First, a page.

Unformatted text preview: rtial integration
(since it contains derivatives with respect to each variable). So, we’ll use the
method of characteristics instead. To ﬁnd the “base characteristics”, we need
to solve the DE
dy
1
=.
dx
2
That’s easy: y = x/2+C . Expressing this in implicit form, we have x 2y = C2 ,
(these are the characteristics) which tells us that we should let one of our new
variables be x 2y . So, let’s let
⇠=x 2y, ⌘ = y. With this choice, we have
u x = u ⇠ ⇠ x + u ⌘ ⌘x = u ⇠
ˆ
ˆ
ˆ
u y = u ⇠ ⇠ y + u ⌘ ⌘y =
ˆ
ˆ 2 u⇠ + u⌘
ˆ
ˆ and this converts the original PDE into the form
2ˆ⇠ + ( 2u⇠ + u⌘ ) + u = 0,
u
ˆ
ˆ
ˆ
or simply
u⌘ =
ˆ u.
ˆ This is an equation we can solve! We just need to observe how similar it is
du
ˆ
to the ODE
= u. Since we know that the general solution to this is (by
ˆ
d⌘
inspection) u = Ce ⌘ , we know immediately that the solution to our PDE is
ˆ
u = f (⇠ ) e
ˆ ⌘ where f is an arbitrary function of one variable.
Returning to the original variables, we have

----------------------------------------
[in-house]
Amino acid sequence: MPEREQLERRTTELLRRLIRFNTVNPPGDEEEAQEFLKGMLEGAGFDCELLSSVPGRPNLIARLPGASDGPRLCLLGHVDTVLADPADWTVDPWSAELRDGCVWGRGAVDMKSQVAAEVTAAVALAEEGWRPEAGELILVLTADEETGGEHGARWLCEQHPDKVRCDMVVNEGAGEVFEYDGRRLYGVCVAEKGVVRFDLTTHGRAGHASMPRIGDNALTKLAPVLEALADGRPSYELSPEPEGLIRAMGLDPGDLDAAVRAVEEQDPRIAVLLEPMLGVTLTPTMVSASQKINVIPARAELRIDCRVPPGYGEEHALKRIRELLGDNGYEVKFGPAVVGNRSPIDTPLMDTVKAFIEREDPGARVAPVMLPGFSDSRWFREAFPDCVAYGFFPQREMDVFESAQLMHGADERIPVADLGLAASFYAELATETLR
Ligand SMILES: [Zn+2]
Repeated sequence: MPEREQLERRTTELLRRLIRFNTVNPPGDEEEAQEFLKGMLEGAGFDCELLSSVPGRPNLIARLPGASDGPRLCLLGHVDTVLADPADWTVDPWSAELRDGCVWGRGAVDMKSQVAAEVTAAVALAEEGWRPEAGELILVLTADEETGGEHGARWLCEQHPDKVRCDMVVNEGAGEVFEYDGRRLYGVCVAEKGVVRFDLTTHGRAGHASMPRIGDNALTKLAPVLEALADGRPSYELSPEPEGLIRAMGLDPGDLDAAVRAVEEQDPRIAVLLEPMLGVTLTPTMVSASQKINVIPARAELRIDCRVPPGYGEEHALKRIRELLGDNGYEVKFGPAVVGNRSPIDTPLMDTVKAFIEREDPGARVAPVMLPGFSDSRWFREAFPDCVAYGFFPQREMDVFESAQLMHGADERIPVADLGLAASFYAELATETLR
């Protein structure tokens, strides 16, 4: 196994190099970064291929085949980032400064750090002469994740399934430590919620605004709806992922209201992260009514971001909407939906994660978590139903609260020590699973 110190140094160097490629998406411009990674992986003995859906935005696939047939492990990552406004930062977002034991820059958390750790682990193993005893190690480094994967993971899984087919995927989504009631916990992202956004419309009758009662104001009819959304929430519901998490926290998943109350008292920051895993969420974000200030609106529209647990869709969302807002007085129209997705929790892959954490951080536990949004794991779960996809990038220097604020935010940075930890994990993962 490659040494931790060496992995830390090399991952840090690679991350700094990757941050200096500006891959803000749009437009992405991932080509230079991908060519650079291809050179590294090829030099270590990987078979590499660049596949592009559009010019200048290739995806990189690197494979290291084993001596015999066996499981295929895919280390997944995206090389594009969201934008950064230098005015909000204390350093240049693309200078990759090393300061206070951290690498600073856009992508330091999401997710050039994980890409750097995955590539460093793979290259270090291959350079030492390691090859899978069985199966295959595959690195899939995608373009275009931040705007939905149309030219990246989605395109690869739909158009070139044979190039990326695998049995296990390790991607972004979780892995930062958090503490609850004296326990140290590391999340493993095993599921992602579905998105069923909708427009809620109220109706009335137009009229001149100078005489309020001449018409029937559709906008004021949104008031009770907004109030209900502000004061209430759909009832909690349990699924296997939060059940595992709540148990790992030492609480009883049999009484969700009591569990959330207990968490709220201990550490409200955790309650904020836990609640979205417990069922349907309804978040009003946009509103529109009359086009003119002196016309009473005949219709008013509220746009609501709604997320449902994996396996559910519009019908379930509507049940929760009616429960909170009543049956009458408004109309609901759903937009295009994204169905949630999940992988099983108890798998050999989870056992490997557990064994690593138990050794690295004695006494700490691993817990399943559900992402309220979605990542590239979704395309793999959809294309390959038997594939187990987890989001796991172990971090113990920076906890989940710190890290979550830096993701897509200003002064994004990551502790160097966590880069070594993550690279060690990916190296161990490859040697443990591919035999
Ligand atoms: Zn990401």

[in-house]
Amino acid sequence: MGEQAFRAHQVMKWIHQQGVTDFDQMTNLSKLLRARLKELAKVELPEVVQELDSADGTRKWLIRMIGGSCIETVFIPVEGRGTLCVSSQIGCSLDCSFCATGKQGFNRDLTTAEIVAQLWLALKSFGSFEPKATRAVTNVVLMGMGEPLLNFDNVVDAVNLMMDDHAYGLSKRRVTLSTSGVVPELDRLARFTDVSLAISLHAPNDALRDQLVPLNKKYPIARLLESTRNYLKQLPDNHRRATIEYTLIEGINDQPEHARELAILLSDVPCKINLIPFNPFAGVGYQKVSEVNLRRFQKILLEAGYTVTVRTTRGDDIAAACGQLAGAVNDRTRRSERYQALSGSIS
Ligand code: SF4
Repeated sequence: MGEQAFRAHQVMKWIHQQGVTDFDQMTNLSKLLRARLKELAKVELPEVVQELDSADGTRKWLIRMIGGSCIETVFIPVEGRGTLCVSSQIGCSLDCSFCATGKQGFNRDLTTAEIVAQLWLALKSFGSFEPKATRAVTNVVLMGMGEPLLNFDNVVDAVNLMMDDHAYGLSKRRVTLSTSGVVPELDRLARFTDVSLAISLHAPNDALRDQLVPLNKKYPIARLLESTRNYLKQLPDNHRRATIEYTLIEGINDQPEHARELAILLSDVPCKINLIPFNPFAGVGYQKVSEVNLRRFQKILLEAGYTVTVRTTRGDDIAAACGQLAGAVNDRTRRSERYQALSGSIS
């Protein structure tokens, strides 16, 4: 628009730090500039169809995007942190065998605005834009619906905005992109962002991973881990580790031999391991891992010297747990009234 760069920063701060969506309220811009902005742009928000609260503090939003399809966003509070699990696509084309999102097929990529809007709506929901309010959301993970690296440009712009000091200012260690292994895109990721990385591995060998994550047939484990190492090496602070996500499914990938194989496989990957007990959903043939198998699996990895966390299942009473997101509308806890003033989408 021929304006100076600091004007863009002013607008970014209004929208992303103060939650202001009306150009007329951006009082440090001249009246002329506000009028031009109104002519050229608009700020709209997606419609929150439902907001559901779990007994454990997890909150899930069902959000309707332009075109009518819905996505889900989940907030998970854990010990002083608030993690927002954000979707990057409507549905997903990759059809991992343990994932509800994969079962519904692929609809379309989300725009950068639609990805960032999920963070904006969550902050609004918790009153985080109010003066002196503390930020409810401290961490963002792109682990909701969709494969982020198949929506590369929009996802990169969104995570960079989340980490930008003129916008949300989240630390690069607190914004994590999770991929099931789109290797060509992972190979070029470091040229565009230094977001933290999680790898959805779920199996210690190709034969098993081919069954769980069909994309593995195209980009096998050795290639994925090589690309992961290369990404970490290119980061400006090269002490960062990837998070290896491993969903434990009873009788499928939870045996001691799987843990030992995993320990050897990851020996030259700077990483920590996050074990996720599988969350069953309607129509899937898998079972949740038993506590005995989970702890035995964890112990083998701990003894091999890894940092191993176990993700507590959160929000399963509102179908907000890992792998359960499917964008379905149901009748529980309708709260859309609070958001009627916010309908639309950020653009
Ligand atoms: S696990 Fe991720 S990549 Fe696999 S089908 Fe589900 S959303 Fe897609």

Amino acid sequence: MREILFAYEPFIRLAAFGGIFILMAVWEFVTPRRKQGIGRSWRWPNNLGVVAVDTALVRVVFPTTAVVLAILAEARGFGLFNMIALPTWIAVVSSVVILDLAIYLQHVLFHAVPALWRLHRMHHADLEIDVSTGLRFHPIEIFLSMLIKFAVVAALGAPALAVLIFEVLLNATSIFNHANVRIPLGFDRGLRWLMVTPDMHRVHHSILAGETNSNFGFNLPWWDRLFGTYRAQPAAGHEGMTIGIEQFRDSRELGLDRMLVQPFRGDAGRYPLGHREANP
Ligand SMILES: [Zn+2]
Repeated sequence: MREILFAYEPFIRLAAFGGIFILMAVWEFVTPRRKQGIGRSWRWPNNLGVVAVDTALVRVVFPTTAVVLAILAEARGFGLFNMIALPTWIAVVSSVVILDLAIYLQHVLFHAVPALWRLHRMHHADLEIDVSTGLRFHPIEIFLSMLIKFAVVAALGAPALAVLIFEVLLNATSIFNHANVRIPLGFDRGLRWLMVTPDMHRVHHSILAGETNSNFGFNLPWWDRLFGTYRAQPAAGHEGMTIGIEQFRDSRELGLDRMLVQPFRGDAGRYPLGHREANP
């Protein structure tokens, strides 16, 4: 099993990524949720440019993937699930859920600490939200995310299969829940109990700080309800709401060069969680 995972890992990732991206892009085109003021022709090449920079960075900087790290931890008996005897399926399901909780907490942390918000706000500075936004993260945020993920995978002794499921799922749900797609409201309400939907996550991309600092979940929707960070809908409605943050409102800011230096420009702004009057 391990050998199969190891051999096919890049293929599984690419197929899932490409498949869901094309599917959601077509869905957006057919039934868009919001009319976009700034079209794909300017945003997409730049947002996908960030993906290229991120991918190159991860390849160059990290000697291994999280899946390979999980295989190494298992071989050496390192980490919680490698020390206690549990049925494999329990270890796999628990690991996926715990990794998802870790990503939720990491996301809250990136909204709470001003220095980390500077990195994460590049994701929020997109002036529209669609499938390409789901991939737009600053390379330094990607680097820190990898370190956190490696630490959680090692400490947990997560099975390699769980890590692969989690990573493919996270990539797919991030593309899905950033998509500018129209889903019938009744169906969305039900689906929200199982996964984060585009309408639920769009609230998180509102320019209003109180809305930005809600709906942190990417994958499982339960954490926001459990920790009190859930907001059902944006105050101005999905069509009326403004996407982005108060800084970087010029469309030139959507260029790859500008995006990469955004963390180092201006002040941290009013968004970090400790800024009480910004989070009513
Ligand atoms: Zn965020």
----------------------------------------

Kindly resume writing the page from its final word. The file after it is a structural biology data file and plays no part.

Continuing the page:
2y ) e y . u = f (x Applying the initial condition, we discover that
f (x) = cos x,
so the solution we seek is
u (x, y ) = e y cos (x 2y ) . AMATH 350 Page 9 Assignment #7 Solutions  Fall 2013 9. Solve the initial value problem
3 y 2 ux
on the domain x 2xuy = x, u(0, y ) = y
2 0. Solution:
We start by solving the equation
dy
=
dx
which is separable:
3 Z 2x
,
3y 2 2 y dy = 2 y3 = =) Z xdx x2 + C. Solving for C gives the characteristic curves: C = x2 + y 3 . We introduce a
change of coordinates which will map these curves to straight horizontal (or
vertical1 ) lines:
Let ⇠ = x2 + y 3 ,
Then @u
@ u @⇠
ˆ
@u
ˆ
=
= 2x
= 2x u⇠
ˆ
@x
@⇠ @ x
@⇠ ux =
and
uy = ⌘ = y. @u
@ u @⇠ @ u @⌘
ˆ
ˆ
@u @u
ˆ
ˆ
=
+
= 3y 2
+
= 3y 2 u⇠ + u⌘ .
ˆ
ˆ
@y
@ y @ y @⌘ @ y
@⇠
@⌘ These allow us to rewrite the given PDE:
3 y 2 ux
=) 3y 2 (2xu⇠ )
ˆ
=) 2xuy = x
2 x 3 y 2 u⇠ + u⌘ = x
ˆ
ˆ
u⌘ =
ˆ...
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 Fall '12
 DavidHamsworth
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